Therefore, as mentioned earlier, every religion of any community/nation of people was affected and is effecting by their particular and distinct environment and cultural values, followed by civilization. The model and ethical teachings of religion make every group of people civilized through/by uplifting their cultural values. In this sense religion can be attributed as promoter and custodian of culture. Religion promotes culture lovelier, profound, stable, and effective, etc. while culture stands as the basic ground of religion. Does a religious belief effect cultural life and civilizations? Since almost all people in the world adopted religion and not separated with religion, it is natural to answer the question very simple—yes, of course!
Modern studies of world major religions—Hinduism, Buddhism, Judaism, Christianity, and Islam show significant contemporary manifestation of each, to illustrate how long-established religions are being redefined. The popularity of the new ways seems to lie not only in their initial vigor but also in their relevance to contemporary needs, such as environmental protection, racial reconciliation, women’s rights, and solutions to the crisis of modernity [Mary P. Fisher, p. 29]. This fact clearly pictures how cultural and environmental settings influenced and effected religious belief, life, and civilization.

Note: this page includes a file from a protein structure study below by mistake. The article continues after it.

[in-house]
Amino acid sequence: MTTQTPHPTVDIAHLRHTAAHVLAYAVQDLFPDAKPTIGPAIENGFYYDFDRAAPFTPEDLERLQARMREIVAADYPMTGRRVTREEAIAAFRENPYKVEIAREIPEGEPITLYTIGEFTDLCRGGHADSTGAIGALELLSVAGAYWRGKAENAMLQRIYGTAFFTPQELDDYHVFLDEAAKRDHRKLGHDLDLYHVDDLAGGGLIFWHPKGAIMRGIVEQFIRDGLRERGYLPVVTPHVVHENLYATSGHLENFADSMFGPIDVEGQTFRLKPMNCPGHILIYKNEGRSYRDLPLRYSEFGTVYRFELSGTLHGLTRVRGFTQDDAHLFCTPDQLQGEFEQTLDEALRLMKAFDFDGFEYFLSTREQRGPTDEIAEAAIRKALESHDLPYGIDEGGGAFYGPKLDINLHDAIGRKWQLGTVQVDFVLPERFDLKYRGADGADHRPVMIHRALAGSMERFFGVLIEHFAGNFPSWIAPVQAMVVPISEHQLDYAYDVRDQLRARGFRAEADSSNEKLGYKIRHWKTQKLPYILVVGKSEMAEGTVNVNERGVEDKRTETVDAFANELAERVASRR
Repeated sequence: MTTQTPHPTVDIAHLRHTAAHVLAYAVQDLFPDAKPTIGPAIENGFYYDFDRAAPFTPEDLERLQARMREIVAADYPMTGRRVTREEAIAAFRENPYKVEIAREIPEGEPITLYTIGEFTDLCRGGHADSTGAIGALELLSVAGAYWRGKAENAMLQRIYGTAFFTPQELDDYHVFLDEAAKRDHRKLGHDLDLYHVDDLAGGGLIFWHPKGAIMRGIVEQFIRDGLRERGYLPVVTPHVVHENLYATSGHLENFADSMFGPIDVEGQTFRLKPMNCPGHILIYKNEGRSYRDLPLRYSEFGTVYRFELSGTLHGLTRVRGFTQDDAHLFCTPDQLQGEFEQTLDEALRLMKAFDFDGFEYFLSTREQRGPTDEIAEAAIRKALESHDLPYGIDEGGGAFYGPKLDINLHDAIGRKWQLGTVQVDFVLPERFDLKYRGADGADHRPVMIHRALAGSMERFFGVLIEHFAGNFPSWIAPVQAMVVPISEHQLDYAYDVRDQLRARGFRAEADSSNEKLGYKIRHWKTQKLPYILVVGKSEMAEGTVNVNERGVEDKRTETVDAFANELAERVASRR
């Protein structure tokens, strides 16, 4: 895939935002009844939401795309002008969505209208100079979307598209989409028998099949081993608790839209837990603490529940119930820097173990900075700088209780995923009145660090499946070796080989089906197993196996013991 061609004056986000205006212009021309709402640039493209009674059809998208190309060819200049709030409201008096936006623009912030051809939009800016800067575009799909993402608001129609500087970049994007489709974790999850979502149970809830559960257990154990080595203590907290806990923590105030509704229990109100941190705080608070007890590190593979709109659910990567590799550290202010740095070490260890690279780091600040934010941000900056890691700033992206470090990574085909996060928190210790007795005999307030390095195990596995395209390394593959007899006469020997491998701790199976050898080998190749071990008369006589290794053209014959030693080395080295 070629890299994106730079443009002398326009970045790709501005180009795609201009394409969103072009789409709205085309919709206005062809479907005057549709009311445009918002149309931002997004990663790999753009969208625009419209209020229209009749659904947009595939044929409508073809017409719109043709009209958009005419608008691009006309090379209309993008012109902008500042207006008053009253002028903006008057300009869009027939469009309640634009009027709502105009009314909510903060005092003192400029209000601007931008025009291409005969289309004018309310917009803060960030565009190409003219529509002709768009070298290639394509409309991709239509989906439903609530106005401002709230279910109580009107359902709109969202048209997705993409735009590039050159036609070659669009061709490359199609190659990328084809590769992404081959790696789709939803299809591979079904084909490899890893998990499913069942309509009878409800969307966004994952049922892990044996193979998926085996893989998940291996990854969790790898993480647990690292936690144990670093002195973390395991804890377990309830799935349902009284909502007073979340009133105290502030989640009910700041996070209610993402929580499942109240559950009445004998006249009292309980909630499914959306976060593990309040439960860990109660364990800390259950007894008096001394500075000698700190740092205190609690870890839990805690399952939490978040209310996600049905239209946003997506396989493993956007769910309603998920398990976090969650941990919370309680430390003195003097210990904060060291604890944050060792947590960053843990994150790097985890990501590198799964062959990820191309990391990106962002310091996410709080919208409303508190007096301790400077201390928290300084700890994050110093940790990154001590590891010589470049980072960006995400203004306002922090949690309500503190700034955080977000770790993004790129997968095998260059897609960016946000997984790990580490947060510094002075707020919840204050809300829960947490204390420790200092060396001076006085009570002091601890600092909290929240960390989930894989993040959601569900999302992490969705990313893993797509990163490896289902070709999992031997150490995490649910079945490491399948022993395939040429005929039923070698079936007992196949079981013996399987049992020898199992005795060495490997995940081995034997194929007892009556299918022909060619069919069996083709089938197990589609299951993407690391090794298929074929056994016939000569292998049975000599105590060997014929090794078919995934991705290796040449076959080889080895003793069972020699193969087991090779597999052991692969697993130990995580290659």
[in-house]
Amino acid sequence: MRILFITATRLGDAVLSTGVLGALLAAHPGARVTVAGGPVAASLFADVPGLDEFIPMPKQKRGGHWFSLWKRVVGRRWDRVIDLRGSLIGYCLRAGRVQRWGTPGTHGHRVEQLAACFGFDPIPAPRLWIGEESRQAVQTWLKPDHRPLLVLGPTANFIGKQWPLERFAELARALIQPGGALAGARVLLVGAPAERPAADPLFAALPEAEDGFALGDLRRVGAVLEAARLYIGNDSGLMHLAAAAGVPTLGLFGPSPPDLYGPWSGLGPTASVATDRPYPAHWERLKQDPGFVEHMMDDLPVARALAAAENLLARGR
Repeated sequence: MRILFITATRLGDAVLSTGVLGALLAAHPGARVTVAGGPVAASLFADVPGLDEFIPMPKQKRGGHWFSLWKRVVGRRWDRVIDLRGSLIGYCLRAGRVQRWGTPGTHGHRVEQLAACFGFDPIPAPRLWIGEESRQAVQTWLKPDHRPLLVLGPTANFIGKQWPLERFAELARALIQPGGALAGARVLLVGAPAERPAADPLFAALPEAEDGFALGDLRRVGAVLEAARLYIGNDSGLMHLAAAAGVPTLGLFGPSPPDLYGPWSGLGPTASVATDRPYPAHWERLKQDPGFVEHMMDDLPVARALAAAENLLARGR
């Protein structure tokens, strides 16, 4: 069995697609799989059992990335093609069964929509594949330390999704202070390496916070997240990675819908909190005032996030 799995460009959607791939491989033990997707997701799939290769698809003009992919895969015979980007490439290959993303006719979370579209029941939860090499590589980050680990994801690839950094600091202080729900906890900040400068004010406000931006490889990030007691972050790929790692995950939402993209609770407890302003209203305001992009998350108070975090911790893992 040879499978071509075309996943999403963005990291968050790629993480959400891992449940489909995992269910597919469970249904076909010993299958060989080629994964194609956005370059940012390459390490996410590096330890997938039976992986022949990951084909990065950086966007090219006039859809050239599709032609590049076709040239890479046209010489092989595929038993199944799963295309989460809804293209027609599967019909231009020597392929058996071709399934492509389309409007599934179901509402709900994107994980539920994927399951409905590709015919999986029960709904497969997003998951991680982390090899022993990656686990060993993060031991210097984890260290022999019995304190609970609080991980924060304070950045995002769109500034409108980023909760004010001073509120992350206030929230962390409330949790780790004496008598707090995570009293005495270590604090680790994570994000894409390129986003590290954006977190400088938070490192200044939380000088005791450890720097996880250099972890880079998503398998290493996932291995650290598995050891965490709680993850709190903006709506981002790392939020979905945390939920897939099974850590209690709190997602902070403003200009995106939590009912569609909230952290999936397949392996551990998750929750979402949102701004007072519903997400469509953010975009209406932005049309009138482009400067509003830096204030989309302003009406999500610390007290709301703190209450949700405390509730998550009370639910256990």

So far the over all discussions have pointed out enough how culture has influenced and effected religions and make it civilized. But the given topic for this work actually is “the Effects of Religious Beliefs in Cultural Life and Civilization.” It seems the main point of the subject is missing. But it is not actually. What then is the correct answer? It is this, that basically religions as a whole is inevitably influenced and affected by culture. The different point is that “Religious beliefs of a particular religion affect/effect that particular culture and civilization”. E.g. The Islam effects/affects its particular adherents together with their culture and civilization. Buddhism effects/affects those countries and people who are its adherents. The same is true in all religions to each of all particular adherents. Therefore, Islam religious beliefs would not influence that of Christian culture and civilization. In similar way, A Buddhist culture and civilization cannot be effected by that of Christian beliefs unless that particular Buddhist submit to Christianity.
Reference in this work :
1. David A. Brown, A Guide to Religions. SPCK TEF Study Guide 12. Quezon City, Philippines: New Day Publishers, 1976.
2. Hamilton, Adam, Christianity and World Religions. Nashville: Abingdon Press, 2005.
3. Mary Pat Fisher, World Religions in the 21st century. London: Calmann & King Ltd., 1999.
4. Monier Monier-Williams, Hinduism and its Sources. New Delhi: Munshriram Manoharlal Publishers Pvt. Ltd., 2003.
5. Microsoft® Encarta® Encyclopedia 2002
6. Nigosian, S. A., World Religions: A Historical Approach, 3rd ed. Boston/New York: Bedford/St. Martin’s, 2000.
7. Notes on World Religions Course, arranged by Dr. Dennis Shu Maung.